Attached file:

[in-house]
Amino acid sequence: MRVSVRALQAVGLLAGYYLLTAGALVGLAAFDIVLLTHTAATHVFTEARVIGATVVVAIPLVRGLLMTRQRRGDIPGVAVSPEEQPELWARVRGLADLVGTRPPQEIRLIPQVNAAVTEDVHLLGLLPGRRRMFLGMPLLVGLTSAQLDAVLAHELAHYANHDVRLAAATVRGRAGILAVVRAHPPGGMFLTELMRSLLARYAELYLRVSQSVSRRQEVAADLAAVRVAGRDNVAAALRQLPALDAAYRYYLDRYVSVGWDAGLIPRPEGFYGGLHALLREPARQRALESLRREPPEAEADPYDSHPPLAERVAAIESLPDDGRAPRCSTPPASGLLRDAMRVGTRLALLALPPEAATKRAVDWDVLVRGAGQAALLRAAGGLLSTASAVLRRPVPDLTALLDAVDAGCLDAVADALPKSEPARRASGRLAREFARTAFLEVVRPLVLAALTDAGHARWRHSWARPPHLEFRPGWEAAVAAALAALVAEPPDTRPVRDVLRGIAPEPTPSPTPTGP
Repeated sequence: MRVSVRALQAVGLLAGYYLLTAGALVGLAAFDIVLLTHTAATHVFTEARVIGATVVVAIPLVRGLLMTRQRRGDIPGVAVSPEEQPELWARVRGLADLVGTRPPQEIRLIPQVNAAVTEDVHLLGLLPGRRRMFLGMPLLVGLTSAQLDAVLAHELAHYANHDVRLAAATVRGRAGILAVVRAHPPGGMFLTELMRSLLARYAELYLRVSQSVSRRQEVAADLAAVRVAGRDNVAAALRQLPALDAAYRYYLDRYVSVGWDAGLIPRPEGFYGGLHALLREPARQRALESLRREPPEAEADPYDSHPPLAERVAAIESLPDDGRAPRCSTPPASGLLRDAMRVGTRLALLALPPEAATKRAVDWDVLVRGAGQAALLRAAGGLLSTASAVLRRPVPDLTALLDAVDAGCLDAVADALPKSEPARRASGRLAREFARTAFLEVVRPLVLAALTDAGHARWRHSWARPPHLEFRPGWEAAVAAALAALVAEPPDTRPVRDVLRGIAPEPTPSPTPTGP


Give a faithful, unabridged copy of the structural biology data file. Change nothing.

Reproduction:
[in-house]
Amino acid sequence: MRVSVRALQAVGLLAGYYLLTAGALVGLAAFDIVLLTHTAATHVFTEARVIGATVVVAIPLVRGLLMTRQRRGDIPGVAVSPEEQPELWARVRGLADLVGTRPPQEIRLIPQVNAAVTEDVHLLGLLPGRRRMFLGMPLLVGLTSAQLDAVLAHELAHYANHDVRLAAATVRGRAGILAVVRAHPPGGMFLTELMRSLLARYAELYLRVSQSVSRRQEVAADLAAVRVAGRDNVAAALRQLPALDAAYRYYLDRYVSVGWDAGLIPRPEGFYGGLHALLREPARQRALESLRREPPEAEADPYDSHPPLAERVAAIESLPDDGRAPRCSTPPASGLLRDAMRVGTRLALLALPPEAATKRAVDWDVLVRGAGQAALLRAAGGLLSTASAVLRRPVPDLTALLDAVDAGCLDAVADALPKSEPARRASGRLAREFARTAFLEVVRPLVLAALTDAGHARWRHSWARPPHLEFRPGWEAAVAAALAALVAEPPDTRPVRDVLRGIAPEPTPSPTPTGP
Repeated sequence: MRVSVRALQAVGLLAGYYLLTAGALVGLAAFDIVLLTHTAATHVFTEARVIGATVVVAIPLVRGLLMTRQRRGDIPGVAVSPEEQPELWARVRGLADLVGTRPPQEIRLIPQVNAAVTEDVHLLGLLPGRRRMFLGMPLLVGLTSAQLDAVLAHELAHYANHDVRLAAATVRGRAGILAVVRAHPPGGMFLTELMRSLLARYAELYLRVSQSVSRRQEVAADLAAVRVAGRDNVAAALRQLPALDAAYRYYLDRYVSVGWDAGLIPRPEGFYGGLHALLREPARQRALESLRREPPEAEADPYDSHPPLAERVAAIESLPDDGRAPRCSTPPASGLLRDAMRVGTRLALLALPPEAATKRAVDWDVLVRGAGQAALLRAAGGLLSTASAVLRRPVPDLTALLDAVDAGCLDAVADALPKSEPARRASGRLAREFARTAFLEVVRPLVLAALTDAGHARWRHSWARPPHLEFRPGWEAAVAAALAALVAEPPDTRPVRDVLRGIAPEPTPSPTPTGP